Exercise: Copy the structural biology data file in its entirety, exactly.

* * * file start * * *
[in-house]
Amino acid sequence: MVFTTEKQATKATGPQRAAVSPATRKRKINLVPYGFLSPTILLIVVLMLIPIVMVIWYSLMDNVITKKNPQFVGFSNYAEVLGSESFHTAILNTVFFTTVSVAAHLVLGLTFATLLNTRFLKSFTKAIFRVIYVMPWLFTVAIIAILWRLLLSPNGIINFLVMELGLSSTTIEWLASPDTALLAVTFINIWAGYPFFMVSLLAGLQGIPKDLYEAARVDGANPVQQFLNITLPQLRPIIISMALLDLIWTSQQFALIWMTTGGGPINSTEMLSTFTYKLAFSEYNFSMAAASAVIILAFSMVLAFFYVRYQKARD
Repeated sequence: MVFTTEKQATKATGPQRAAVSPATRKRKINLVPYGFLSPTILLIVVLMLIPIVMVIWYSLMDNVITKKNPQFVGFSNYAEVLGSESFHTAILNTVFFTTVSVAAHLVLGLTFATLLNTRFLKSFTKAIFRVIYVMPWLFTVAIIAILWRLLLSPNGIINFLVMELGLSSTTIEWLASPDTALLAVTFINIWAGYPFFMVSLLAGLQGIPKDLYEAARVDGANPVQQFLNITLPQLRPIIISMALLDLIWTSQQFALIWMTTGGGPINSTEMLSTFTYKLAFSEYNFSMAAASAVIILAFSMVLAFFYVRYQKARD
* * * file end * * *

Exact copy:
[in-house]
Amino acid sequence: MVFTTEKQATKATGPQRAAVSPATRKRKINLVPYGFLSPTILLIVVLMLIPIVMVIWYSLMDNVITKKNPQFVGFSNYAEVLGSESFHTAILNTVFFTTVSVAAHLVLGLTFATLLNTRFLKSFTKAIFRVIYVMPWLFTVAIIAILWRLLLSPNGIINFLVMELGLSSTTIEWLASPDTALLAVTFINIWAGYPFFMVSLLAGLQGIPKDLYEAARVDGANPVQQFLNITLPQLRPIIISMALLDLIWTSQQFALIWMTTGGGPINSTEMLSTFTYKLAFSEYNFSMAAASAVIILAFSMVLAFFYVRYQKARD
Repeated sequence: MVFTTEKQATKATGPQRAAVSPATRKRKINLVPYGFLSPTILLIVVLMLIPIVMVIWYSLMDNVITKKNPQFVGFSNYAEVLGSESFHTAILNTVFFTTVSVAAHLVLGLTFATLLNTRFLKSFTKAIFRVIYVMPWLFTVAIIAILWRLLLSPNGIINFLVMELGLSSTTIEWLASPDTALLAVTFINIWAGYPFFMVSLLAGLQGIPKDLYEAARVDGANPVQQFLNITLPQLRPIIISMALLDLIWTSQQFALIWMTTGGGPINSTEMLSTFTYKLAFSEYNFSMAAASAVIILAFSMVLAFFYVRYQKARD